It’s important to have different levels of wine in your house. What I mean by this is taking care to have different wines that meet different kinds of wine drinkers. For example, there are your friends who enjoy a good glass of vino but don’t really care what you give them, those who like good wine but shop for the bargain so will tell you what you should buy in the $10-$25 range, and finally there are those who like what you like and to whom you want to give a good value, but higher end wine on hand. I’ve picked two wines will help with these scenarios: a Montepulciano and a Brunello Riserva.
Abruzzo – Montepulciano
Yes, this is an $11 bottle of wine and, yes, this bottle is a delight to have around. We all started from the bottom when we began drinking wine—$8, $6, sometime $2 bottles that now would make us sick, but what if you could have an $11 that drank like most $20-$25 bottles? This is Quattromani’s Montepulciano d’Abbruzzo. Balanced, delicious and perfect for coming home and popping a bottle for any occasion.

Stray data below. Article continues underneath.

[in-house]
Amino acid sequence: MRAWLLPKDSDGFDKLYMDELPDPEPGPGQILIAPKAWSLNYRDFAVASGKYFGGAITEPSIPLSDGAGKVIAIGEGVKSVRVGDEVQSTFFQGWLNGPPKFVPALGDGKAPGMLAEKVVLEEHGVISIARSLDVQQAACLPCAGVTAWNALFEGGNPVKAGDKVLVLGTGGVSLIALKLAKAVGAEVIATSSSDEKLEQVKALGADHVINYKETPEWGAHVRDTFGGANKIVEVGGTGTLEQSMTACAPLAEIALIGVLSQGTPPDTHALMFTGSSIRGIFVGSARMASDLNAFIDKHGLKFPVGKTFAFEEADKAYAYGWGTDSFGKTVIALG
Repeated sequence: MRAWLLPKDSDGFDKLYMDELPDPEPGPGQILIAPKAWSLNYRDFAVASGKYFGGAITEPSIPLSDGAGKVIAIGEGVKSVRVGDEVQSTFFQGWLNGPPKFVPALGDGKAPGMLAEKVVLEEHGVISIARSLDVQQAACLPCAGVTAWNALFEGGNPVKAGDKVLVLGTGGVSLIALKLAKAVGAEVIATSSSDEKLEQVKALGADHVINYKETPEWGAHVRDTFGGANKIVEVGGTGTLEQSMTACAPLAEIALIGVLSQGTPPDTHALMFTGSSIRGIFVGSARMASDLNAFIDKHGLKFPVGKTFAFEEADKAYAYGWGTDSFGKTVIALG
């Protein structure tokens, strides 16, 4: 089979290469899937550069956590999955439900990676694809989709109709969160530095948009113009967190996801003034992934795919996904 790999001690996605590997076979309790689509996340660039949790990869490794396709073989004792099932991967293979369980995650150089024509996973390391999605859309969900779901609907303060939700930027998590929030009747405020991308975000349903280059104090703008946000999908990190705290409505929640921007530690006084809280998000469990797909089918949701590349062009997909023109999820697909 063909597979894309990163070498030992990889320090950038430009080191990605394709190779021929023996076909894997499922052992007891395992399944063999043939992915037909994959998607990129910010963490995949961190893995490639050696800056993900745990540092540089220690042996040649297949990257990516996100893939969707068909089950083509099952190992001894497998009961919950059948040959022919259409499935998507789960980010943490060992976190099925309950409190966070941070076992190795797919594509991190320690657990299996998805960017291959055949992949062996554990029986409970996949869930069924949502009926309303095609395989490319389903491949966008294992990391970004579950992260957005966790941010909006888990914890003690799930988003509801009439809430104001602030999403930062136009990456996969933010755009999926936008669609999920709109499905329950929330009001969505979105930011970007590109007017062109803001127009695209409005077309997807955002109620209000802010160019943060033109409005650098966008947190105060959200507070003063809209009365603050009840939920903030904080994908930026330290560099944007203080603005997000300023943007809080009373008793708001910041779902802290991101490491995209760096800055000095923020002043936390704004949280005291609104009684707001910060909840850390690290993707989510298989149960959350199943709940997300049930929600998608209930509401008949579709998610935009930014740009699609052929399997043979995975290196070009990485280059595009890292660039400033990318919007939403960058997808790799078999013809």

Toscana – Sangiovese Grosso
It’s not often that you get a great wine such as a 13-year-old Brunello Riserva for under $90 a bottle—in fact, this almost never happens. Col d’Orcia’s 2000 expression is showing incredibly with notes of tobacco, dried fruit and leather. The southwestern positioning of the estate allows for a slightly more opulent and softer style of Brunello. This wine is properly aged and ready to drink, a real treat.
I’m very lucky to work in this industry and taste as many wines as I do. I’m exposed to countless producers, both those storied and those lesser known, all makers of stellar wines. With all the variety I’m privy to, it’s exceedingly difficult to choose my top five of the year, but after a lot of thinking, I’ve managed to whittle it down. In ascending order, these are my top five wines of 2013.